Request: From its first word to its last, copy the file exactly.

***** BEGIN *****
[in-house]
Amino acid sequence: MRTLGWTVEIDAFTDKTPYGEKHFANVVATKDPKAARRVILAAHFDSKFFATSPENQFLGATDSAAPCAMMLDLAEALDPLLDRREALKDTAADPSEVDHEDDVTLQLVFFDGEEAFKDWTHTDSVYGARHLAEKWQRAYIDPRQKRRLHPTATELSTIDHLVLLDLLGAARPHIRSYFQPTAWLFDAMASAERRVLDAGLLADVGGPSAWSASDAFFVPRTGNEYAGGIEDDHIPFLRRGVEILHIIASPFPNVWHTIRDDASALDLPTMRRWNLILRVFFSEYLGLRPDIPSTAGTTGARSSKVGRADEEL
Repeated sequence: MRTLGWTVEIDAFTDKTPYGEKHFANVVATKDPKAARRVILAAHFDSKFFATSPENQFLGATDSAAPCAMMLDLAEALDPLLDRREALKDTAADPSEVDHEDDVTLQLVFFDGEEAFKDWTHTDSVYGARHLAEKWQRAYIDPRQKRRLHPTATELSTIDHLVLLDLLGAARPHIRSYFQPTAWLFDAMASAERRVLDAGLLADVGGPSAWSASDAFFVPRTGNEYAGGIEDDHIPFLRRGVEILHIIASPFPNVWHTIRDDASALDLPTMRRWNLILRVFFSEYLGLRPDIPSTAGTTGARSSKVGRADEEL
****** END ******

[in-house]
Amino acid sequence: MRTLGWTVEIDAFTDKTPYGEKHFANVVATKDPKAARRVILAAHFDSKFFATSPENQFLGATDSAAPCAMMLDLAEALDPLLDRREALKDTAADPSEVDHEDDVTLQLVFFDGEEAFKDWTHTDSVYGARHLAEKWQRAYIDPRQKRRLHPTATELSTIDHLVLLDLLGAARPHIRSYFQPTAWLFDAMASAERRVLDAGLLADVGGPSAWSASDAFFVPRTGNEYAGGIEDDHIPFLRRGVEILHIIASPFPNVWHTIRDDASALDLPTMRRWNLILRVFFSEYLGLRPDIPSTAGTTGARSSKVGRADEEL
Repeated sequence: MRTLGWTVEIDAFTDKTPYGEKHFANVVATKDPKAARRVILAAHFDSKFFATSPENQFLGATDSAAPCAMMLDLAEALDPLLDRREALKDTAADPSEVDHEDDVTLQLVFFDGEEAFKDWTHTDSVYGARHLAEKWQRAYIDPRQKRRLHPTATELSTIDHLVLLDLLGAARPHIRSYFQPTAWLFDAMASAERRVLDAGLLADVGGPSAWSASDAFFVPRTGNEYAGGIEDDHIPFLRRGVEILHIIASPFPNVWHTIRDDASALDLPTMRRWNLILRVFFSEYLGLRPDIPSTAGTTGARSSKVGRADEEL